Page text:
Pandemic turned little Komoka farmers' market into a giant

·3 min read

In 2018, a Middlesex County high school teacher came up with a simple idea, to create a place where area farmers could sell their home-grown produce to neighbours.

What Amy Watt didn't expect, however, was to wind up creating one of the largest farmers' markets in the region, drawing nearly 1,000 people from west London and surrounding counties to the small community of Komoka every Saturday.

"I did not think it would pan out this way at all," said Watt, who started the Komoka Community Market with her husband in 2018.

"COVID really made people excited about it, and it's so rewarding to see vendors do well," she said, of its growth. "A number of businesses and even a couple of farms have started because of the market and are succeeding because of it."

Watt, who grew up on her family vegetable farm in Lambton County, sold produce at area farmers' markets in her mid-20s but became discouraged by the surprisingly high number of vendors who resold products bought elsewhere.

"In fact," she said, "the most successful vegetable vendor at one of the markets I was at would go to the food terminal in the morning, pick up her produce and sell beside me. I was just from down the road, yet she had a flashy stand, a lot of employees and sold produce that wasn't her own." Meanwhile, most customers weren't even aware, Watt added.

The first two years of the Komoka market were fairly slow, with between 12 and 16 vendors every week.

Then, in 2020, when small business owners were scrambling to survive, the little Komoka market grew into something bigger than what organizers ever imagined, said Stephanie Durnin, who oversees marketing and events for the market.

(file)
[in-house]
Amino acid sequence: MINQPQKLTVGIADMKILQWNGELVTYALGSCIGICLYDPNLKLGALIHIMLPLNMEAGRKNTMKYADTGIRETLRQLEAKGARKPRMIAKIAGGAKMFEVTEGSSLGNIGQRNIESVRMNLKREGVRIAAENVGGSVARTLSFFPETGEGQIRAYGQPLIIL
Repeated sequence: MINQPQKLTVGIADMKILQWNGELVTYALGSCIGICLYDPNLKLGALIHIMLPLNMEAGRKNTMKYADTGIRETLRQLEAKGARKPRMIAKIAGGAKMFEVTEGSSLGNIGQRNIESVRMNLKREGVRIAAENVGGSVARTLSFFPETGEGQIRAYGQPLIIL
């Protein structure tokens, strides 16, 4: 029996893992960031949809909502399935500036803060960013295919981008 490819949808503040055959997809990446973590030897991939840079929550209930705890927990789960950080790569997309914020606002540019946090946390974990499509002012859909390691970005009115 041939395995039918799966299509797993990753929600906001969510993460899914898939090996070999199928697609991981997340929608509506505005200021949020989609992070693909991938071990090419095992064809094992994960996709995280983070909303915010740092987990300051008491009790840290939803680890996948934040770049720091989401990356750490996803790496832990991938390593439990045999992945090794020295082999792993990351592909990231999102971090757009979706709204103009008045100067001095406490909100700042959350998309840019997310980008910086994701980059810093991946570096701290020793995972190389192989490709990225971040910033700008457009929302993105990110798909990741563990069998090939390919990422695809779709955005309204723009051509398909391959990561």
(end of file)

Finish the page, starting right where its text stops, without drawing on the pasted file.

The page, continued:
"Our market grew exponentially during COVID," she said. "It became a spot where people who weren't allowed to see friends and neighbours could appropriately distance" and "enjoy a little shopping."

Enter Bill Lamont, a Mt. Brydges farmer who started selling natural and organic grass-fed beef and chicken at the market three years ago.

After switching from a nearby market to Komoka, he saw an uptick in sales and interest in his organic products. "We immediately noticed we were selling more product," said Lamont of Glengyle Farm Organics.

"A lot of people may not necessarily buy anything right that day, but they're intrigued when they learn the farm is that close by, and a lot of people are interested in coming out and visiting."

A passion project-turned business, the outdoor market is now home to up to 50 vendors on Saturdays, with a total of 90 throughout the year.

Applications for a booth at the market came flooding in during the last two years, forcing organizers to turn a handful away. Staying true to their values of sustainability and supporting local growers, the team has set criteria to prioritize agriculture and ensure vendors sell home-grown products.

"We want the money to stay in the community where we live," Durnin said. "This is stuff that has been made in your neighbours' workshops or grown in the field that you drive by on your way home from work."

Durnin, Watt and her husband aren't the only ones running what's now become a hub for the growing community of nearly 2,000. Watt's four young kids help, too.

"It's a full family affair," Watt said with a smile, adding the market grounds are becoming more like a second home for the kids.

Asked what items patrons can find at the market, her eight-year-old son Asher chimed in. "Baked goods," he said, confidently.

That, along with fruits and vegetables, cheese, meat, honey, flowers, crafts, and wine, are among the items visitors can buy at the outdoor market, located at 1 Tunks Road in Komoka, from 9 a.m. to noon on Saturdays.

Calvi Leon, Local Journalism Initiative Reporter, London Free Press

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